Asaf Karagila
I don't have much choice...

## Guest comic: Foundations of Forcing

I recently posted an answer on MathOverflow where I explained a bit about the approaches to forcing in the literature, at least as I experienced them.

Hanul Jeon took some of these words, and made them into a real nice comic. Originally appearing on his Twitter account. He was kind enough to let me post it here with his permission.

## What can you learn about writing papers from cooking pasta?

Those who know me in real life will know that I enjoy cooking. I particularly enjoy cooking pasta. Most authentic Italian recipes are so simple (algio e olio anyone?) that it's just wonderful.

I was cooking dinner today, bucatini alla matriciana if you must know, and I realised that cooking pasta and writing papers have nothing in common. Exactly one of those things is enjoyable, and it is not the writing part of papers (I do love the research part, of course).

## Five Star Theorems

Talks. Giving talks. We usually don't give talks about past research. Talks are meant to present recent research, things you've just finished, that you're finishing right now, that you've found out!

So often times, it seems, it is very tempting to talk about theorems that you haven't finished writing their proofs in full. Usaully, we put "work in progress" to indicate that this is something not fully verified, not fully vetted (at the very least by ourselves).

## Constructive proof that large cardinals are consistent

I am not a Platonist, as I keep pointing out. Existence, even not in mathematics, is relative and confusing to begin with, so I don't pretend to try and understand it in a meaningful way.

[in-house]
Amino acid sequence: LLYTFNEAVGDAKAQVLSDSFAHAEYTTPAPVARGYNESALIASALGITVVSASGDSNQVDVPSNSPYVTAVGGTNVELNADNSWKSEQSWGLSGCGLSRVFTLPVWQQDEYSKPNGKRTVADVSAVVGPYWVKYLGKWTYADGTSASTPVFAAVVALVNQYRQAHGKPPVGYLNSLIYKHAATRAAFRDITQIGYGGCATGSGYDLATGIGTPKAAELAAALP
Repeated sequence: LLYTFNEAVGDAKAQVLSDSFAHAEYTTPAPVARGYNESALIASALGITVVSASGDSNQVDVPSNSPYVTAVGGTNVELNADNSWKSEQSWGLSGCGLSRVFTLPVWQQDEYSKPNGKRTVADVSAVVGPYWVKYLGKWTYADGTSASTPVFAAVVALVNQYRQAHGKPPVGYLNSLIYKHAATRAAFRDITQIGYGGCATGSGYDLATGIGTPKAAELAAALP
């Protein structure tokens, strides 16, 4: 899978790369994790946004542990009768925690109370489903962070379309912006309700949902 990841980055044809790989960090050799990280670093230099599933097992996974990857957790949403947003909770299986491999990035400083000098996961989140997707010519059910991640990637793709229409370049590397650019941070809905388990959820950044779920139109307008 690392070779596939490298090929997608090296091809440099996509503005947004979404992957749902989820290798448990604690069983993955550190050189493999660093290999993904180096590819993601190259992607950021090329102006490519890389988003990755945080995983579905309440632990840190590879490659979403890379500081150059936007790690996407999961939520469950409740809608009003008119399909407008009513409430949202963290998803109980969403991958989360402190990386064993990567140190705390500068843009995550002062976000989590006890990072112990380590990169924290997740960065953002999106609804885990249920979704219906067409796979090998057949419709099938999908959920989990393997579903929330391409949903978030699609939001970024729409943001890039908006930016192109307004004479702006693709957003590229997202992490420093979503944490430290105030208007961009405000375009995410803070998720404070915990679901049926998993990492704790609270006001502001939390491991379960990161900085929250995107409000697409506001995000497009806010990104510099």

However, we have a proof, a constructive proof that large cardinals are consistent. And they exist in an inner model of our universe.

## Syntactic T-Rex: Irregularized

One of my huge pet peeves is with people who think that writing $$1+2+3+\ldots=-\frac1{12}$$ is a reasonable thing without context. Convention dictates that when no context is set, we interpret infinite summation as the usual convergence of a series, namely the limit of the partial sums, if it exists (and of course that $$1+2+3+\ldots$$ does not converge to any real number). However, a lot of people who are [probably] not mathematicians per se, insist that just because you can set up a context in which the above equality holds, e.g., Ramanujan summation or zeta regularization, then it is automatically perfectly fine to write this out of nowhere without context and being treated as wrong.

But those people forget that $$0=1$$ is also very true in the ring with a single element; or you know, just in any structure for a language including the two constant symbols $$0$$ and $$1$$, where both constants are interpreted to be the same object. And hey, who even said that $$0$$ and $$1$$ have to denote constants? Why not ternary relations, or some other thing?